BASEL, Switzerland--(BUSINESS WIRE)--Thought for Food (TFF) announces the 10 teams of university students who have been selected as Finalists in the TFF Challenge. These teams - hailing from universities in Colombia, France, Indonesia, India, Malaysia, Switzerland, Uganda, the United Kingdom and the USA - will move forward to Round 2 of the competition, where they will receive 12 weeks of intense mentorship in the TFF Startup Bootcamp followed by the chance to win seed funding of up to $30,000 at the TFF Global Summit (taking place in Amsterdam on May 26th and 27th, 2017). The annual TFF Challenge is the world’s largest open competition for university students who are building the future of Food & Agriculture. Student teams are empowered with tools and mentorship, and submit proposals that seek to solve the question: How do we feed and nourish 9+ billion people by 2050? Nearly 500 entries from 129 countries were received in this edition of the TFF Challenge. The ideas generated by the TFF Challenge Finalists cover a variety of important innovation areas for the future, including finance, biotech, big data, fertilizer/inputs, vertical farming, ag tech, logistics, food preservation and new foods. The Finalists were selected by an external expert panel of judges from organizations such as One Acre Fund, GODAN, Syngenta, Krishi Janani, Gro Intelligence, the French Institute of Culinary Technologies and Monitor Deloitte. Christine Gould, Founder & CEO of TFF says; “This year’s TFF Challenge Finalist projects represent some of the most exciting areas shaping the future of food and agriculture, not only in terms of technology breakthroughs, but also because of the open and collaborative business models they are using. We are honored and excited to play our part within food and nutrition security by working together with these young innovators to help them scale their sustainable initiatives to create real impact.” To learn more about the Finalist proposals, please see the summary descriptions below. To attend the TFF Global Summit, please register at www.tffchallenge.com/summit. Agri-Yolo (France) - An investment platform enabling collaborative projects between Agribusiness (Agri), Young Investors (Yo) and Landowners (Lo). HEC Paris AgroSpheres (USA) - A bioparticle that degrades pesticides into safe by-products in a matter of hours, allowing farmers to better control when they harvest crops. University of Virginia BlueGreen Nexus (USA) - A floating greenhouse that uses passive solar energy to distill ocean water into freshwater, creating a land, water and energy-neutral form of scaleable urban agriculture.Sterling College; Savannah College of Art & Design; Green Mountain College Climate Edge (UK) - A low-cost weather station and online monitoring system that provides targeted recommendations for smallholder farmers in tropical climates. Imperial College London Dairy FIT (USA) - Combining the power of machine learning and data analytics technologies to predict cattle behaviour and genomic tendencies, with an aim to improve the health, wellbeing and productivity of intensively-farmed animals. Colorado State University From Challenge to Opportunity (India) - Creating an affordable fertilizer from seaweed for farmers, and using the leftover pulp to make nutritious cookies for malnourished children. Gujarat Technological U; The Institution Of Engineers (INDIA); EPFL (Switzerland) Growing Future (Cultivando Futuro) (Colombia) - An information and agro-commerce platform that facilitates direct sales between small farmers and consumers, leveraging open data to analyze market trends. Jorge Tadeo Lozano; Universidad de Los Andes; Universidad Sergio Arboleda Ligno Flava (Indonesia) - Sustainable, low-cost, natural vanilla production from food waste that can replace chemical flavorings. University of Brawijaya Sparky (Uganda) - A thermo-dehydrator for vegetables and fruits powered by bio-waste to prolong the shelf-life of produce from two days to two years. Makerere U; Uganda Technical College- Elgon; Kyambogo U WasteBuster (Malaysia) - Using discarded fruits and vegetables to create a dried, nutrient-rich food which can be used in disaster relief situations and as a solid fuel source. Universiti Putra Malaysia TFF is the world’s leading platform for Next Generation Thinking, Collaboration and Innovation for global food security. TFF brings people together across sectors, disciplines, cultures and generations to create opportunities for new ideas and solutions to flourish. Through our annual TFF Challenge, we have worked with over 8,000 millennial innovators and entrepreneurs from more than 1,500 universities in 129 countries to develop bold social impact ventures that help feed 9+ billion people by 2050. Thought For Food is a 501c3 non-profit Foundation. Find Thought For Food on social media at @tffchallenge.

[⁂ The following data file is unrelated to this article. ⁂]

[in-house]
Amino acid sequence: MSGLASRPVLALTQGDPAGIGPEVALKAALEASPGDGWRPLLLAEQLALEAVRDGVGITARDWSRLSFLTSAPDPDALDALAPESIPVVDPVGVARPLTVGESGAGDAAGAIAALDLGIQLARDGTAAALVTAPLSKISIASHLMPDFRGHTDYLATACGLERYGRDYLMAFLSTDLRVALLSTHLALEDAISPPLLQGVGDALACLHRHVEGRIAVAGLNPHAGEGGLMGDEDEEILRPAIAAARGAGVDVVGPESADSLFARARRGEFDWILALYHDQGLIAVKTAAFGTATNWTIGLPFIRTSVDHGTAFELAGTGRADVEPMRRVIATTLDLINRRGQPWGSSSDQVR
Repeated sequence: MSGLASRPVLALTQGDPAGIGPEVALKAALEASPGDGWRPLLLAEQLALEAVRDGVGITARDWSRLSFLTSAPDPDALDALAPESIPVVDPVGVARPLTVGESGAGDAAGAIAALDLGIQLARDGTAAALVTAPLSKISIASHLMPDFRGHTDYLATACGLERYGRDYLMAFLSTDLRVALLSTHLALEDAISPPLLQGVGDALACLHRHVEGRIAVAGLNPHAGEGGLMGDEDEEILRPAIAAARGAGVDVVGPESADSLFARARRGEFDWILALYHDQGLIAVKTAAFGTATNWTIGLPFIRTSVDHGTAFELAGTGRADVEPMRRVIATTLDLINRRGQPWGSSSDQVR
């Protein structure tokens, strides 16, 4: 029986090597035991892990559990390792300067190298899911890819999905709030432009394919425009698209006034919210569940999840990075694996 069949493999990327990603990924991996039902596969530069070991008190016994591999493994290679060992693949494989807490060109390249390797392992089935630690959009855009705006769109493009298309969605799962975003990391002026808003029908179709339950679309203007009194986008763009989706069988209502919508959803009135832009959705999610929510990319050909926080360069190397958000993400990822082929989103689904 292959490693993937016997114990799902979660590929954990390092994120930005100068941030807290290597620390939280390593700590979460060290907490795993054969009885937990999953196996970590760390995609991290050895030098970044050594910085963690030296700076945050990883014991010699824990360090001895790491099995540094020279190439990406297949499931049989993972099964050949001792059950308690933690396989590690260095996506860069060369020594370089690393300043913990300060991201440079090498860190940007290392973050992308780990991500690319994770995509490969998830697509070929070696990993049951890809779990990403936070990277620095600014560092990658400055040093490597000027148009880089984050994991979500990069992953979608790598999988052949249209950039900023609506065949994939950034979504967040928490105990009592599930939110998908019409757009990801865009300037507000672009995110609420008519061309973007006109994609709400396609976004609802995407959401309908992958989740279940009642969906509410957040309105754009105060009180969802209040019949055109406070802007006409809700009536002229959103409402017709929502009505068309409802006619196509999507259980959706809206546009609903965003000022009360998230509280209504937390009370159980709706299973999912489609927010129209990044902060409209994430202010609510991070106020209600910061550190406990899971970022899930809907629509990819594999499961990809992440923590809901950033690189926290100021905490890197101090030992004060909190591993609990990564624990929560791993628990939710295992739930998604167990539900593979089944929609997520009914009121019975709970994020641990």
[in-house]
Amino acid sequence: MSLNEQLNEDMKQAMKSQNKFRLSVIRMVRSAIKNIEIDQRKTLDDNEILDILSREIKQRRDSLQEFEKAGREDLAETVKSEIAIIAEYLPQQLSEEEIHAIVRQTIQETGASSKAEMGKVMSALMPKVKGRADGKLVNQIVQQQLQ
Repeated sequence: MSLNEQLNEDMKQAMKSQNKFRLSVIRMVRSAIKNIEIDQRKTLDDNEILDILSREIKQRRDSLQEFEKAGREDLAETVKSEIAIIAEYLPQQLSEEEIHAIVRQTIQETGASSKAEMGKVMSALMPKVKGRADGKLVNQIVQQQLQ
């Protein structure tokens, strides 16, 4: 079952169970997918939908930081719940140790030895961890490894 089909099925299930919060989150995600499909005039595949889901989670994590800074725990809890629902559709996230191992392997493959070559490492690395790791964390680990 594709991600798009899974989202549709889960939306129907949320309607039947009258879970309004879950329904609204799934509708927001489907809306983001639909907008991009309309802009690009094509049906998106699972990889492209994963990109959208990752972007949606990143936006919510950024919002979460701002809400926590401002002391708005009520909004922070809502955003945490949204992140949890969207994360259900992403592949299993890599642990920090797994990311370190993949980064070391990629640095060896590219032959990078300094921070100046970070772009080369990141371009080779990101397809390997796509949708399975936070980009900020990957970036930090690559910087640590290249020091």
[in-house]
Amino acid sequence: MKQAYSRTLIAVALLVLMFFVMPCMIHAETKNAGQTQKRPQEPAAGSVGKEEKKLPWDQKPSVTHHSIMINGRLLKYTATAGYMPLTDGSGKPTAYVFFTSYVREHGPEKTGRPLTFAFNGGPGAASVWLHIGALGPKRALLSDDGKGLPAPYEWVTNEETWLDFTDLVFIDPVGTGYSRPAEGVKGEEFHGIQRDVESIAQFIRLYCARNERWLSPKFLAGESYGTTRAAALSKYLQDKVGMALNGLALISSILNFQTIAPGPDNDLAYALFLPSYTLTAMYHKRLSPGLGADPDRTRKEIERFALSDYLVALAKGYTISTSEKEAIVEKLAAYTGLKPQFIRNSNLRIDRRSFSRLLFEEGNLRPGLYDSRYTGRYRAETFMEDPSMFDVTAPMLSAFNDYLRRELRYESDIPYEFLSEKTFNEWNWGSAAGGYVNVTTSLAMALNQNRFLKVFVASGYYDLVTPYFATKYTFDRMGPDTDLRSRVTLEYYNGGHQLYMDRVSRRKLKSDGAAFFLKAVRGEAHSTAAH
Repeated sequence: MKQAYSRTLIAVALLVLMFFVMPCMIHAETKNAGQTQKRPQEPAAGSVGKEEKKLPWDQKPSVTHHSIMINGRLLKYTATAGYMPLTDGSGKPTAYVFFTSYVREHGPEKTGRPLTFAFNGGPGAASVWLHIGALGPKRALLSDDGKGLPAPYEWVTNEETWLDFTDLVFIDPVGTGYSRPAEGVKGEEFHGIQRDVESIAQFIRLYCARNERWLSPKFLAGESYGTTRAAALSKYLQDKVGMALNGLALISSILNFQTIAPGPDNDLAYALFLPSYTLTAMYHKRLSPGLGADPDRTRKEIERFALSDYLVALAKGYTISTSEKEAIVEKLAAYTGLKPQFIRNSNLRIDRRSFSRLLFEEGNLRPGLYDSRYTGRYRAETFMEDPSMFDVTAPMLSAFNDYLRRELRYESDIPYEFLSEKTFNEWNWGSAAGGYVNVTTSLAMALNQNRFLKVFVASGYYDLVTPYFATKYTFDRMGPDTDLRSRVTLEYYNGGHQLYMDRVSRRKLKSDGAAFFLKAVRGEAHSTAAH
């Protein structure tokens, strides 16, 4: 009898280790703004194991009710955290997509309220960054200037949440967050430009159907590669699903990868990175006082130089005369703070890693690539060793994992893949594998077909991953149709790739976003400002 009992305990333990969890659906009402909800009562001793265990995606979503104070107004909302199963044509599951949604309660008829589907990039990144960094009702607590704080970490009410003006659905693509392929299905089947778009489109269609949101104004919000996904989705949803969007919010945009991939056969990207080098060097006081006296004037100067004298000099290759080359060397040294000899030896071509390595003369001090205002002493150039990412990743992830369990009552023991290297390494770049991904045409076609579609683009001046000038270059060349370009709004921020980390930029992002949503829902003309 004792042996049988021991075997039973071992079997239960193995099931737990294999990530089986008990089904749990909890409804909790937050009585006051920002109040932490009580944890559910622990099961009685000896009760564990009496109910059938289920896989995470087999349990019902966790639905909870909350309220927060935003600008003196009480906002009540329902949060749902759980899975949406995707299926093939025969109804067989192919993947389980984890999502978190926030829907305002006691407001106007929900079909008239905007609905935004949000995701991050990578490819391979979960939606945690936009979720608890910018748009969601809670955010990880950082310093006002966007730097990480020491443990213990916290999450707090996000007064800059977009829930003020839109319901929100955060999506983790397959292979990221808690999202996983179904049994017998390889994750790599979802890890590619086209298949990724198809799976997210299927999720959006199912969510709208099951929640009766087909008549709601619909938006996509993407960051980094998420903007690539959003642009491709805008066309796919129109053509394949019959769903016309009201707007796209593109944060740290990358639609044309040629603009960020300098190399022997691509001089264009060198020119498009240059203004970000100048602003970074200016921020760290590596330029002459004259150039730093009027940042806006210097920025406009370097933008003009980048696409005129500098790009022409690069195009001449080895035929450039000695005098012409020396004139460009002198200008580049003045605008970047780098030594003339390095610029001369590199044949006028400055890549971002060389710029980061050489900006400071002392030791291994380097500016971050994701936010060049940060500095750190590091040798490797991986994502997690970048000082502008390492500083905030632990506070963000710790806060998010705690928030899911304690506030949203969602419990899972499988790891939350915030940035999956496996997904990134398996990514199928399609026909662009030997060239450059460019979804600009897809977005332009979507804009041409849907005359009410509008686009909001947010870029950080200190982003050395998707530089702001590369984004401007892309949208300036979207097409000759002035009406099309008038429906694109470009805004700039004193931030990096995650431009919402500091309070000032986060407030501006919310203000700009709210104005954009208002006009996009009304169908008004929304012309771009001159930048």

News Article | November 1, 2016